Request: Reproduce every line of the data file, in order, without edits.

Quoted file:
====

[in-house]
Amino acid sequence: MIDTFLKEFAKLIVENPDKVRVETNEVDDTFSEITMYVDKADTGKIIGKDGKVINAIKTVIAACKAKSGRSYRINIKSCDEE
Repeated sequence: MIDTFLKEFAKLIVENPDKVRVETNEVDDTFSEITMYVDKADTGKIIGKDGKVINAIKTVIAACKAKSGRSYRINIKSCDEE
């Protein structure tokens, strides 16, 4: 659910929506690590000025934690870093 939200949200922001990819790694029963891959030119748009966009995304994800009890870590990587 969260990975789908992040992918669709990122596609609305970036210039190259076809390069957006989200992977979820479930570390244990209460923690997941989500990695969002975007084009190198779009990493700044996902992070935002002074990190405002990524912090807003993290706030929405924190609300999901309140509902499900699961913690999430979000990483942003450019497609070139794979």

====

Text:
[in-house]
Amino acid sequence: MIDTFLKEFAKLIVENPDKVRVETNEVDDTFSEITMYVDKADTGKIIGKDGKVINAIKTVIAACKAKSGRSYRINIKSCDEE
Repeated sequence: MIDTFLKEFAKLIVENPDKVRVETNEVDDTFSEITMYVDKADTGKIIGKDGKVINAIKTVIAACKAKSGRSYRINIKSCDEE
């Protein structure tokens, strides 16, 4: 659910929506690590000025934690870093 939200949200922001990819790694029963891959030119748009966009995304994800009890870590990587 969260990975789908992040992918669709990122596609609305970036210039190259076809390069957006989200992977979820479930570390244990209460923690997941989500990695969002975007084009190198779009990493700044996902992070935002002074990190405002990524912090807003993290706030929405924190609300999901309140509902499900699961913690999430979000990483942003450019497609070139794979």